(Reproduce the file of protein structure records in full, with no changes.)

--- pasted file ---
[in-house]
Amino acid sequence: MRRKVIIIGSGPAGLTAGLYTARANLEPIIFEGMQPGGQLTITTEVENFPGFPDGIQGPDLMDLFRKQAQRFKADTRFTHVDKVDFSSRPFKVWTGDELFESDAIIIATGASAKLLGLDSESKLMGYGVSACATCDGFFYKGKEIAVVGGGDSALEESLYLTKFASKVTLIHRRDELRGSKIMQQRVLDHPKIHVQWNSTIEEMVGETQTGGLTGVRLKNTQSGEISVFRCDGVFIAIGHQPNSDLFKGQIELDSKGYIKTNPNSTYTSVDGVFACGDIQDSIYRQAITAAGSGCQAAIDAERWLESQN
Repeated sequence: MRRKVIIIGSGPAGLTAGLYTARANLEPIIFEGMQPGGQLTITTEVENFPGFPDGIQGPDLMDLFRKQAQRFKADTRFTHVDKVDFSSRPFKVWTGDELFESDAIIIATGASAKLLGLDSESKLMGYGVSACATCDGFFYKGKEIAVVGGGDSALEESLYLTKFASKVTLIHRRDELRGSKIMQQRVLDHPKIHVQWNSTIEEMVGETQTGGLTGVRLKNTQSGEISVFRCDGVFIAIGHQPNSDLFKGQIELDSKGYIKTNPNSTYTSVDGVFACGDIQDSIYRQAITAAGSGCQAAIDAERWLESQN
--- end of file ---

[in-house]
Amino acid sequence: MRRKVIIIGSGPAGLTAGLYTARANLEPIIFEGMQPGGQLTITTEVENFPGFPDGIQGPDLMDLFRKQAQRFKADTRFTHVDKVDFSSRPFKVWTGDELFESDAIIIATGASAKLLGLDSESKLMGYGVSACATCDGFFYKGKEIAVVGGGDSALEESLYLTKFASKVTLIHRRDELRGSKIMQQRVLDHPKIHVQWNSTIEEMVGETQTGGLTGVRLKNTQSGEISVFRCDGVFIAIGHQPNSDLFKGQIELDSKGYIKTNPNSTYTSVDGVFACGDIQDSIYRQAITAAGSGCQAAIDAERWLESQN
Repeated sequence: MRRKVIIIGSGPAGLTAGLYTARANLEPIIFEGMQPGGQLTITTEVENFPGFPDGIQGPDLMDLFRKQAQRFKADTRFTHVDKVDFSSRPFKVWTGDELFESDAIIIATGASAKLLGLDSESKLMGYGVSACATCDGFFYKGKEIAVVGGGDSALEESLYLTKFASKVTLIHRRDELRGSKIMQQRVLDHPKIHVQWNSTIEEMVGETQTGGLTGVRLKNTQSGEISVFRCDGVFIAIGHQPNSDLFKGQIELDSKGYIKTNPNSTYTSVDGVFACGDIQDSIYRQAITAAGSGCQAAIDAERWLESQN